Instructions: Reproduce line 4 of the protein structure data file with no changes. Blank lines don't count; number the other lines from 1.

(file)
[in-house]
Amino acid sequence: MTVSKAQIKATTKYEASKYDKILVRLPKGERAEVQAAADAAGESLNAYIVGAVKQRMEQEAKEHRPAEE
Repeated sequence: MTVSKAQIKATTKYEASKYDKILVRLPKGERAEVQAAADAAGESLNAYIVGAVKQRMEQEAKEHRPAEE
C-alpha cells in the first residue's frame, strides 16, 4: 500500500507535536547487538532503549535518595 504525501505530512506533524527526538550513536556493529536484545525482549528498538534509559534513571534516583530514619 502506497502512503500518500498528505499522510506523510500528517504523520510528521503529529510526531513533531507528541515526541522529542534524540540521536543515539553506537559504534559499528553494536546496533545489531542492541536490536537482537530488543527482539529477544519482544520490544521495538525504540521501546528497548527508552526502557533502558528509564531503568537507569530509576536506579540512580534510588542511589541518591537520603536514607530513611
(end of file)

C-alpha cells in the first residue's frame, strides 16, 4: 500500500507535536547487538532503549535518595 504525501505530512506533524527526538550513536556493529536484545525482549528498538534509559534513571534516583530514619 502506497502512503500518500498528505499522510506523510500528517504523520510528521503529529510526531513533531507528541515526541522529542534524540540521536543515539553506537559504534559499528553494536546496533545489531542492541536490536537482537530488543527482539529477544519482544520490544521495538525504540521501546528497548527508552526502557533502558528509564531503568537507569530509576536506579540512580534510588542511589541518591537520603536514607530513611